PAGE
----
Category Archives: Batch and Script

Powershell – Rename Local Admin Account OR Ecuritysay Oughthray Obscurityway

This PowerShell script looks for the local Administrator account (as a member of the local Administrators group) and renames it. Then it creates a bogus local administrator account with a 32 character password that next expires and is not a member of any groups.

Likely this will only catch your local admins who have not had their morning coffee yet, but you can audit and know that any attempt to logon to Administrator is bad.

This script renames the Administrator to Admin (not very creative yes, if you don’t like that change $NewAdminName to something better. I suggest Ted.

The script takes input from a file c:\servers.csv that has a header of “ComputerName” and then one per line the list of server names you want to check and adjust.

If someone really wants more explanation post a comment.

Thanks to the creator of the password generator (Adam Bell) but I wish I noticed the comment about the break sooner. I have they adjusted code in my script.

function create-complexpassword
 {
 #  *** Unable to generate complex password less then 5 chars ***
 #  ASCII data taken from http://msdn2.microsoft.com/en-us/library/60ecse8t(VS.80).aspx
  
 Param (
   [int]$PassLength
   )
  
 #  Let's work out where our 3 complex characters will be inserted in the password...
   [int]$mark = ($PassLength/3)
   $ComplexChar = @("marker")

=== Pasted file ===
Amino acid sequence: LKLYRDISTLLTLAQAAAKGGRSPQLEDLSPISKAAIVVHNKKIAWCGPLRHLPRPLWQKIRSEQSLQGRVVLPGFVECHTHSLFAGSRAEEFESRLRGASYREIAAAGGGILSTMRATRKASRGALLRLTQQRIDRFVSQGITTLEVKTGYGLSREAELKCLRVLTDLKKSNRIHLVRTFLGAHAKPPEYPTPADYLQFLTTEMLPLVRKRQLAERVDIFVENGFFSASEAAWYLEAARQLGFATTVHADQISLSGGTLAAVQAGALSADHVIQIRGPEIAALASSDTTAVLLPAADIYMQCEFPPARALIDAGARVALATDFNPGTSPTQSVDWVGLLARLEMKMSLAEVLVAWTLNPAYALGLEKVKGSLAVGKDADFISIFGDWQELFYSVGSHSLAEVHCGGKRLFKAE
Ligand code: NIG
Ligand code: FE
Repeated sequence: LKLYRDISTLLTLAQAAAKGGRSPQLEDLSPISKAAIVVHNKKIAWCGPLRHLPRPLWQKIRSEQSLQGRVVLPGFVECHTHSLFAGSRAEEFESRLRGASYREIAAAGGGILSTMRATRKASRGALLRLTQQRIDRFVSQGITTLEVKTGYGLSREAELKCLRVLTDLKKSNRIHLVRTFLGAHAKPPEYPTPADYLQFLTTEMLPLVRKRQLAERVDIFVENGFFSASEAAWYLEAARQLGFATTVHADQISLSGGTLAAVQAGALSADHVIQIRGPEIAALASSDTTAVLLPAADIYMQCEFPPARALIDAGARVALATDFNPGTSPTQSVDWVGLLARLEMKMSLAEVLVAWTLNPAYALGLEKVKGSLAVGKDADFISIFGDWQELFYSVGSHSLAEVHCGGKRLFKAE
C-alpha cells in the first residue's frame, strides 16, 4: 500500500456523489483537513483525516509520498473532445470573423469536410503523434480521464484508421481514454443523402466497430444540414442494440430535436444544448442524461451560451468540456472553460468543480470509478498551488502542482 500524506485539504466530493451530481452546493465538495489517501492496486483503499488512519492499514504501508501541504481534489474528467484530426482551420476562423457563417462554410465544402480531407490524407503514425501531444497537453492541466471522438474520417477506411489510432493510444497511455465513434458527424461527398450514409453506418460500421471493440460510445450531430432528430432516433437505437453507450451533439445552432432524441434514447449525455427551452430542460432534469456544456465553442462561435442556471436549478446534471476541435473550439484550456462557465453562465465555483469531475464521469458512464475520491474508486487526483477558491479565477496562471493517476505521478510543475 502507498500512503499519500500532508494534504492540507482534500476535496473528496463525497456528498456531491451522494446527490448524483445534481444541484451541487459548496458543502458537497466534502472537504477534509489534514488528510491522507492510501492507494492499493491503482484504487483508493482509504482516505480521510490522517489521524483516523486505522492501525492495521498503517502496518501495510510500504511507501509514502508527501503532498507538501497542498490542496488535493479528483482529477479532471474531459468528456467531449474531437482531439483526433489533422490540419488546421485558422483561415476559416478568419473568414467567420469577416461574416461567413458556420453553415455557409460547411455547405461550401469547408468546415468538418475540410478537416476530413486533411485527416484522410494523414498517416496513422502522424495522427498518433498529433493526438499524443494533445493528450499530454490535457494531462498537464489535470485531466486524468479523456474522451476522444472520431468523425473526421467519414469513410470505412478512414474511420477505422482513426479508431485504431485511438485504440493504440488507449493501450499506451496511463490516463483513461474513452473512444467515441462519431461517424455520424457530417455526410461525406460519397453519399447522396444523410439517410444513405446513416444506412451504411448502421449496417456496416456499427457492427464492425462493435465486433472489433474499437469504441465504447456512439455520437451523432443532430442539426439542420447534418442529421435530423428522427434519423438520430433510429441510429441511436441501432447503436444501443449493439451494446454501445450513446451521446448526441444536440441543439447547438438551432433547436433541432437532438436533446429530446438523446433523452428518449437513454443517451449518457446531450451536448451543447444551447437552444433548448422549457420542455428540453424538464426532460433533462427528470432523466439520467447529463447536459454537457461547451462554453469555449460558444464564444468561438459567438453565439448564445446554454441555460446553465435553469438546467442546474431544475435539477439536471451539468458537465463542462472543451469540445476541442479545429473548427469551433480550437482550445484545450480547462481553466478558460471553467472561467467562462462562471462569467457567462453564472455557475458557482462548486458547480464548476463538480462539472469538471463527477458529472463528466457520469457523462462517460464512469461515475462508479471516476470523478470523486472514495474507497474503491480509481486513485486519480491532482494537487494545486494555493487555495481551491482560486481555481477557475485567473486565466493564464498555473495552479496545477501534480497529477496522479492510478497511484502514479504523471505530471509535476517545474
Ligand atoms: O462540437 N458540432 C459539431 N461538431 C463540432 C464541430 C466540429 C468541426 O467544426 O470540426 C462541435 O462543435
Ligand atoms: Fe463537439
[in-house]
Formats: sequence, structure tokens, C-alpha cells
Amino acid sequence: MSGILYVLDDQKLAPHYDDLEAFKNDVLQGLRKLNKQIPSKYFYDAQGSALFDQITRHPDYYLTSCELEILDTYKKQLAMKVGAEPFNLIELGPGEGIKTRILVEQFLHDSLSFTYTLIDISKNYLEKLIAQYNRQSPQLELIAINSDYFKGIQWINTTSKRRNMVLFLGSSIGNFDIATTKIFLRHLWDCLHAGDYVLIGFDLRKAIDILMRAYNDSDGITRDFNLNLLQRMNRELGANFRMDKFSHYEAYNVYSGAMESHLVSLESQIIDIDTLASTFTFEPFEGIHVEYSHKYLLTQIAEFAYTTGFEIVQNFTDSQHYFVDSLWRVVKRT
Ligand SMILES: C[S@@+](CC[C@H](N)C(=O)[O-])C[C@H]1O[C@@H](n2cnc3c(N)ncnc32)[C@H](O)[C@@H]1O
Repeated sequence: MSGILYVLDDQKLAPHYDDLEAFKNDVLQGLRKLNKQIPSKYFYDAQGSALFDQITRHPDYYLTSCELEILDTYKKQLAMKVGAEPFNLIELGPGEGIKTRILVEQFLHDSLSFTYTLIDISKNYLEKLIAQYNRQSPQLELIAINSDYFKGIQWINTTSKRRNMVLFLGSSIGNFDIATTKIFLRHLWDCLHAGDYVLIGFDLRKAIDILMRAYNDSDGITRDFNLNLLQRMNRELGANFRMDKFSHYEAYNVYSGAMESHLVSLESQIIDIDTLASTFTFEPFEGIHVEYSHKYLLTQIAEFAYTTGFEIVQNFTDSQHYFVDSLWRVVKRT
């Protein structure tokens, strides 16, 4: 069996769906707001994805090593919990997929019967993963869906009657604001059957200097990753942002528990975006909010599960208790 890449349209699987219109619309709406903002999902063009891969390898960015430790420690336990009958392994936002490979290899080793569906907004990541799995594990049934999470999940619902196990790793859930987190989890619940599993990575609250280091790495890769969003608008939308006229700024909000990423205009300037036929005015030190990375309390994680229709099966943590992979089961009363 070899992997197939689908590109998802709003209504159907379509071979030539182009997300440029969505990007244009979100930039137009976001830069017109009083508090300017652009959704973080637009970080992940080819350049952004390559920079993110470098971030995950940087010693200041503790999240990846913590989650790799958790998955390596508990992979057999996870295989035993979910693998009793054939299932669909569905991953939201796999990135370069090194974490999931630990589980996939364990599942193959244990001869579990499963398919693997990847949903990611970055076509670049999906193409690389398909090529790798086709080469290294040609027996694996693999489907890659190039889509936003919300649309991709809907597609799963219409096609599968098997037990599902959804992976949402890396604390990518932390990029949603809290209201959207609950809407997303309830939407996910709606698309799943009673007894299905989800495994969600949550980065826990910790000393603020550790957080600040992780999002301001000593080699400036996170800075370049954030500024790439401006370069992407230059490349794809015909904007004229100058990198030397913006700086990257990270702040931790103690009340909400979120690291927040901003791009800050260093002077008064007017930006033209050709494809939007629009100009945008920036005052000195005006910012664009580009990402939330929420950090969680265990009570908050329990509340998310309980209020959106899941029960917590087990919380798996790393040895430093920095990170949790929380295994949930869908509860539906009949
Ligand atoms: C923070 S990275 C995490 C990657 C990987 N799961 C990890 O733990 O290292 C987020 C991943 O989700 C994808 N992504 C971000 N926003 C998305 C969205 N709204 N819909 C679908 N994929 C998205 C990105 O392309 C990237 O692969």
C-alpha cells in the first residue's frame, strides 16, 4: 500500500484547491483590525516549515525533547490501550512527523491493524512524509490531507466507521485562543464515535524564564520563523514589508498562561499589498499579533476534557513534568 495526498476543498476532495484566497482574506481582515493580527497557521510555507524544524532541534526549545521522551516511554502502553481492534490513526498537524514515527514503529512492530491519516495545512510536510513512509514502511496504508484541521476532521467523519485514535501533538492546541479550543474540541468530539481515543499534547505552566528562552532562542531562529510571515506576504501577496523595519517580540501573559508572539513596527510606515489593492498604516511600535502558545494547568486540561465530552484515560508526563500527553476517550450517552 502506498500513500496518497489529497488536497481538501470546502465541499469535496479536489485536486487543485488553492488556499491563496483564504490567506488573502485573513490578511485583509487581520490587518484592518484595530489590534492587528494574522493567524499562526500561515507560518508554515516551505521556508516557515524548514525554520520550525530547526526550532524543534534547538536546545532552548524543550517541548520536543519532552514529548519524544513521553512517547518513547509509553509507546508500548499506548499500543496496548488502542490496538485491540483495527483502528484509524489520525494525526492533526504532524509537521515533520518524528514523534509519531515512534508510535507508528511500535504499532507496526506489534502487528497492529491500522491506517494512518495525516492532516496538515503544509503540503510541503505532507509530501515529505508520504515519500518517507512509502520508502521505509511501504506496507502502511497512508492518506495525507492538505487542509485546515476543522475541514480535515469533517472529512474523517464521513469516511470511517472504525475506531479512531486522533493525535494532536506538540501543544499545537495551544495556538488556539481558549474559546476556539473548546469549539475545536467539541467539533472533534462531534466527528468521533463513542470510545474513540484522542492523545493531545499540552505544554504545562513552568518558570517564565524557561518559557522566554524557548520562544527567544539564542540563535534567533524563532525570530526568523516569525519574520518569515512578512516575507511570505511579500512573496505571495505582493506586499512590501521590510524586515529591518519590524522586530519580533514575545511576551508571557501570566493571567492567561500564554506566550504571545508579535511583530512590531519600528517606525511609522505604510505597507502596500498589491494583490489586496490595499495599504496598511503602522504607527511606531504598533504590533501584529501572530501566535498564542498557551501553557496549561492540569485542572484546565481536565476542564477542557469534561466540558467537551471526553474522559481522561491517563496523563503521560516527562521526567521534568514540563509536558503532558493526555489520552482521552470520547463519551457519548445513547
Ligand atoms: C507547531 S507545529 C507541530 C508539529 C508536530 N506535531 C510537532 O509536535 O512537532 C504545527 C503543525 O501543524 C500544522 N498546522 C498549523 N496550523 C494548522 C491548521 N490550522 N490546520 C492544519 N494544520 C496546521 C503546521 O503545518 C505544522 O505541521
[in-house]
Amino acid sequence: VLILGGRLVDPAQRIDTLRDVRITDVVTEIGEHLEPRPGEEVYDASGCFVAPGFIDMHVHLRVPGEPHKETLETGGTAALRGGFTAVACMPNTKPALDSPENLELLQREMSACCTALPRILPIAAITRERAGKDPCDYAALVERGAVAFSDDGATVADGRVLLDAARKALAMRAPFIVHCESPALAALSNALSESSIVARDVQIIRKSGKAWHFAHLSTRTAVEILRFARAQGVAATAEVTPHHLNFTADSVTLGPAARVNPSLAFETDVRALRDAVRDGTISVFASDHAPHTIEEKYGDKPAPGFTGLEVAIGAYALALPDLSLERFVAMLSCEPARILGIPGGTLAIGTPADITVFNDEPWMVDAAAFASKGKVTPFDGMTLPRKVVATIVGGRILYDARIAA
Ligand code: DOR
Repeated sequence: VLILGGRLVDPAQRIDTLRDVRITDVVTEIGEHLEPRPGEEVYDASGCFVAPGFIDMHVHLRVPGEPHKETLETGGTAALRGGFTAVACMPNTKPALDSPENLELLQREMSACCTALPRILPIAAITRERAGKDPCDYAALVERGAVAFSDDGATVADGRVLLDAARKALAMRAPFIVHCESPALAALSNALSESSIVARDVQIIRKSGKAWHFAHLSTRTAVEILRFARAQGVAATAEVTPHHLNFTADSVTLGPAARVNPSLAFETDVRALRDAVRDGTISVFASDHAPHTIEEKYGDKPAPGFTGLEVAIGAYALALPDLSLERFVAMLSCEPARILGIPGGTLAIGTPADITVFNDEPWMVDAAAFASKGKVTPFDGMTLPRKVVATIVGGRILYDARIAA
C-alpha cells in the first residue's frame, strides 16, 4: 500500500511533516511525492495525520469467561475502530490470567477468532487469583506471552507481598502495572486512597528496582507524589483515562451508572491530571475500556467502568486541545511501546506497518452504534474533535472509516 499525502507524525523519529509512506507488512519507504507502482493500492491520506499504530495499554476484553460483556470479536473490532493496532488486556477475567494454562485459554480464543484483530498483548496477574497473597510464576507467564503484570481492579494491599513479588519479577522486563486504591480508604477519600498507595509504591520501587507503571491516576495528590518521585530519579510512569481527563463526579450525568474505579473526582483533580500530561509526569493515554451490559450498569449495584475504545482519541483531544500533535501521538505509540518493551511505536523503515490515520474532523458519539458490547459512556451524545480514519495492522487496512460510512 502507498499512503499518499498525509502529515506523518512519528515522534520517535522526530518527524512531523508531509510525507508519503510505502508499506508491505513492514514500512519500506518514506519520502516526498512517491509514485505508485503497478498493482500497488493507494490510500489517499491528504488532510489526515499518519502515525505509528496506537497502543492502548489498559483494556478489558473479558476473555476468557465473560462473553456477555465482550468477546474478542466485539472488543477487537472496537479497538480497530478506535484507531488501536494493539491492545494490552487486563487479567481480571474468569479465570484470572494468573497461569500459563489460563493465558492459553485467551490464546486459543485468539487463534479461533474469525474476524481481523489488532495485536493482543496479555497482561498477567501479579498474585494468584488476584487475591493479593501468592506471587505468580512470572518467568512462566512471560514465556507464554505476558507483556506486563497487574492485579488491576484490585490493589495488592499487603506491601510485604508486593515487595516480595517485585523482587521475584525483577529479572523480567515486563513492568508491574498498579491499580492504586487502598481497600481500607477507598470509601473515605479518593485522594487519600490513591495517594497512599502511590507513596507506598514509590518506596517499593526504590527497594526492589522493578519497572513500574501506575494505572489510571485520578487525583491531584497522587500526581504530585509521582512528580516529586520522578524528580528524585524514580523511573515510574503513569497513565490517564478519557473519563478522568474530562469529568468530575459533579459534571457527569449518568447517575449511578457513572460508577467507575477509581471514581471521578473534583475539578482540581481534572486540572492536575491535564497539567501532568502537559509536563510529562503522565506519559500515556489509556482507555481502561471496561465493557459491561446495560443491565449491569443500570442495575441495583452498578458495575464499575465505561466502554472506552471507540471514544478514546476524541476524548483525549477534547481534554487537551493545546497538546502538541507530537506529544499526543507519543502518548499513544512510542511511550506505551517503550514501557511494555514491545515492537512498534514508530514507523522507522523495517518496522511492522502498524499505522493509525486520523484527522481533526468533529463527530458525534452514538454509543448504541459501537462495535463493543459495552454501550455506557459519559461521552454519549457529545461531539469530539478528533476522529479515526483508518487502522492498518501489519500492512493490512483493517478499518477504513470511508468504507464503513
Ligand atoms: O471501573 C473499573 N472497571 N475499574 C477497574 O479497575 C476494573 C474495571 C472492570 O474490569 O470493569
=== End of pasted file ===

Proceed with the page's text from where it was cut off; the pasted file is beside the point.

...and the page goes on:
$ComplexChar[0] = $mark
   $ComplexChar = $ComplexChar+($ComplexChar[0] + $mark)
   $ComplexChar = $ComplexChar+(($ComplexChar[1] + $mark) -1)
  
   $Password = $null
   $rnd = new-object random
  
 #  "i" is our counter while we make the password, one char at a time.
   $i = $Password.length
   do 
    {
       switch ($Password.length)
         {
           $ComplexChar[0]
             {
               # Make this character a Numeric
               $password = $password+([char]($rnd.next(48,57)))
             
             }
           
           $ComplexChar[1]
             {
               # Make this character a LowerAlpha
               $password = $password+([char]($rnd.next(65,90)))
             }
           
           $ComplexChar[2]
             {
               # Make this character a Upper Alpha
               $password = $password+([char]($rnd.next(97,122)))
             }
             
           default
             {
               # In case this is used in a DCPromo answer files, theres a few chars to 
              # avoid: Ampersand, Less than, double quote and back slash
               $NextChar = $rnd.next(33,123)
               
               switch ($nextChar)
                 {
                   34 {break}
                   38 {break}
                   60 {break}
                   92 {break}
                   default 
                    {
                       $Password = $Password+([char]$nextChar)
                   
                     }                
                 }
             }
         }
       $i++
	    } 
  Until ($Password.length -eq $PassLength)
   return $Password
   }
cls

$NewAdminName="Admin"
$InputServers = Import-Csv “c:\servers.csv”
$Servercount = 1
$ServerCountTotal = $InputServers.Count

$InputServers | ForEach-Object {
			$_.computername
			$computer=$null
			$Group=$null
			$LocalAdministrators=$null
			$Administrator=$null
			$Admin=$null
			$PasswordString=$null
			$computer = [ADSI]("WinNT://" + $_.computername + ",computer")
			$Group = $computer.psbase.children.find("Administrators")
			$LocalAdministrators= $Group.psbase.invoke("Members") | %{$_.GetType().InvokeMember("Name", 'GetProperty', $null, $_, $null)}
			$Admin = $computer.psbase.children.find($NewAdminName) 
			$Administrator = $computer.psbase.children.find("Administrator") 
			$PasswordString=create-complexpassword(32)
			 If ($Administrator) 
			 {
			  if (($LocalAdministrators -contains "Administrator" ) -and (!$Admin))